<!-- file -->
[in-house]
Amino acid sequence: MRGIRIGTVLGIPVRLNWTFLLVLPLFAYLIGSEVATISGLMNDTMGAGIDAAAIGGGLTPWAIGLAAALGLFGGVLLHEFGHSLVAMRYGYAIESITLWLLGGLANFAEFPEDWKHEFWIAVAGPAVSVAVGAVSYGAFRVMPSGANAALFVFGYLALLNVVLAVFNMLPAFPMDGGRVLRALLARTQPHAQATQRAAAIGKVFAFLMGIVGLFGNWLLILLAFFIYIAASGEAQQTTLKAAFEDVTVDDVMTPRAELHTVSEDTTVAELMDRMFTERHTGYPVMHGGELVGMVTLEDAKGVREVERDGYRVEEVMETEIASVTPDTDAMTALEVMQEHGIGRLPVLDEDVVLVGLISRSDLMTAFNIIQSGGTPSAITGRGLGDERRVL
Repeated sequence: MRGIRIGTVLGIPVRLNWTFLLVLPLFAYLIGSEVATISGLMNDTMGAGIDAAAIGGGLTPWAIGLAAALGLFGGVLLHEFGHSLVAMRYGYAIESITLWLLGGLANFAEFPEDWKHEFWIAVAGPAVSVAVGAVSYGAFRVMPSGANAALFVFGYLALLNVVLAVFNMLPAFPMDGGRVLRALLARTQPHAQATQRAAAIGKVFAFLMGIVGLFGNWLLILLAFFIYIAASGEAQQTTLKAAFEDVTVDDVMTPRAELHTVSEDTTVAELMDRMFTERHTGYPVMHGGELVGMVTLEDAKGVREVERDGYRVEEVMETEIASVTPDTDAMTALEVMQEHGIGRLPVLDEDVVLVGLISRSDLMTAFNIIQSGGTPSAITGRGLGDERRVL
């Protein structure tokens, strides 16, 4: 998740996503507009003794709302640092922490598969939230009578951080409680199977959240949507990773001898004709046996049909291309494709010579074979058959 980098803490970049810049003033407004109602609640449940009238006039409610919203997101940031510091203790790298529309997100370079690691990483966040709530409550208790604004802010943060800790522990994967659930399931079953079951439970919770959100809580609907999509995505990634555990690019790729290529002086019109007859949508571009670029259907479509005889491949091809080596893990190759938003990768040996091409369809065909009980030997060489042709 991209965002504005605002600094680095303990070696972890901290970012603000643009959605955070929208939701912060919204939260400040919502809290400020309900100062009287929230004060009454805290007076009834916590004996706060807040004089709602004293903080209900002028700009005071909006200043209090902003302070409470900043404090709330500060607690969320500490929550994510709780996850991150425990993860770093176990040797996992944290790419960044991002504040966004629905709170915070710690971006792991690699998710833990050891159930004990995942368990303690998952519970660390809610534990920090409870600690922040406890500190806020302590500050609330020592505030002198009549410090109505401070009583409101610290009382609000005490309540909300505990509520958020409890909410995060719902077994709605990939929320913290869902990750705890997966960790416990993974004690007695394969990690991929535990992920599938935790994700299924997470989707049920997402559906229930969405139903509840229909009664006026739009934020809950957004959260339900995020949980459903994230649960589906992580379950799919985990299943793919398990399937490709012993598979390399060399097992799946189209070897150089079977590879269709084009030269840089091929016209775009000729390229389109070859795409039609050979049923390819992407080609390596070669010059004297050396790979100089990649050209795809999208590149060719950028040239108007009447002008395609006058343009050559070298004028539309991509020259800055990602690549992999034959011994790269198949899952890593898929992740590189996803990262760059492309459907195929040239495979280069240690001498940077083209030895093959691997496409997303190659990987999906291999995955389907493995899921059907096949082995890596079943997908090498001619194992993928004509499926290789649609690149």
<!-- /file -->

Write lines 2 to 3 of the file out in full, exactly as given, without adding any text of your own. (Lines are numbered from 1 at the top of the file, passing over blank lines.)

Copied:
Amino acid sequence: MRGIRIGTVLGIPVRLNWTFLLVLPLFAYLIGSEVATISGLMNDTMGAGIDAAAIGGGLTPWAIGLAAALGLFGGVLLHEFGHSLVAMRYGYAIESITLWLLGGLANFAEFPEDWKHEFWIAVAGPAVSVAVGAVSYGAFRVMPSGANAALFVFGYLALLNVVLAVFNMLPAFPMDGGRVLRALLARTQPHAQATQRAAAIGKVFAFLMGIVGLFGNWLLILLAFFIYIAASGEAQQTTLKAAFEDVTVDDVMTPRAELHTVSEDTTVAELMDRMFTERHTGYPVMHGGELVGMVTLEDAKGVREVERDGYRVEEVMETEIASVTPDTDAMTALEVMQEHGIGRLPVLDEDVVLVGLISRSDLMTAFNIIQSGGTPSAITGRGLGDERRVL
Repeated sequence: MRGIRIGTVLGIPVRLNWTFLLVLPLFAYLIGSEVATISGLMNDTMGAGIDAAAIGGGLTPWAIGLAAALGLFGGVLLHEFGHSLVAMRYGYAIESITLWLLGGLANFAEFPEDWKHEFWIAVAGPAVSVAVGAVSYGAFRVMPSGANAALFVFGYLALLNVVLAVFNMLPAFPMDGGRVLRALLARTQPHAQATQRAAAIGKVFAFLMGIVGLFGNWLLILLAFFIYIAASGEAQQTTLKAAFEDVTVDDVMTPRAELHTVSEDTTVAELMDRMFTERHTGYPVMHGGELVGMVTLEDAKGVREVERDGYRVEEVMETEIASVTPDTDAMTALEVMQEHGIGRLPVLDEDVVLVGLISRSDLMTAFNIIQSGGTPSAITGRGLGDERRVL